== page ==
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I need to explain why PIDs > 2170(hex) are occurring

 
Gavin Medbery
Occasional Visitor

I need to explain why PIDs > 2170(hex) are occurring

My mom has to request a change to some stupid code which checks if a PID is valid by if the number is greater or equal to 2170[hex] (which is 10,000[dec]). The problem is that she can't get it signed off until she can explain why this check is failing a lot more over the past to weeks. Now I normaly wouldn't care at all, but yesterday she gave me the report to do, oh...joy.
13 REPLIES 13
Steven Schweda
Honored Contributor

Re: I need to explain why PIDs > 2170(hex) are occurring

Did you ask your mom which operating system
we're dealing with here? Care to reveal it?
Gavin Medbery
Occasional Visitor

Re: I need to explain why PIDs > 2170(hex) are occurring

OpenVMS
Robert Gezelter
Honored Contributor

Re: I need to explain why PIDs > 2170(hex) are occurring

Gavin,

OpenVMS Process IDs vary for all number of reasons. The only guarantee reported in the Internals and Data Structure manual is that the "high bit will never be set" [IDSM, Alpha 7.0, pp 225].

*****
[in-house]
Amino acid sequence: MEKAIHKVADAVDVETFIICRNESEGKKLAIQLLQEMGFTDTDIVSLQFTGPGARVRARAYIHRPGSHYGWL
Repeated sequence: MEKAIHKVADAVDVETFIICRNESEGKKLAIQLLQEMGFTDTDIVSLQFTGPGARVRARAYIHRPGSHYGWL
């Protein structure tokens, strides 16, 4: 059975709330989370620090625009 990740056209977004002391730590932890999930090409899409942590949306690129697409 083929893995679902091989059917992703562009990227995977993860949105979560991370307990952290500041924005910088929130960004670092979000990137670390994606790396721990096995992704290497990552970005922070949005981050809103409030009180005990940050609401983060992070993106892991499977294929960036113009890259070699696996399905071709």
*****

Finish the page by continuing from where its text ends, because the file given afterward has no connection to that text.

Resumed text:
To be precise, SHOW SYSTEM displays the Extended PID [ibid]. The EPID is described in detail in the IDSM [ibid, pp 282, et seq.] and includes:

- the node sequence number (in clusters, 2 bits)
- the node index (clusters, 8 bits)
- the process sequence number (7-16 bits) and
- the process index (14-5 bits)

The boundary between the last two is sliding.

Presuming that there is any pattern to process ID assignments is generally a poor strategic choice. Even if a particular process appears to get the same process ID, there are no guarantees. Additionally, if a process is restarted for some reason (e.g., Queue Manager), the process number will change.

- Bob Gezelter, http://www.rlgsc.com
Steven Schweda
Honored Contributor

Re: I need to explain why PIDs > 2170(hex) are occurring

> OpenVMS

That's a start. Version? Hardware?

Cluster? I assume not. Around here:

alp $ show process

1-MAR-2009 18:01:20.01 User: SMS Process ID: 2020048A
[...]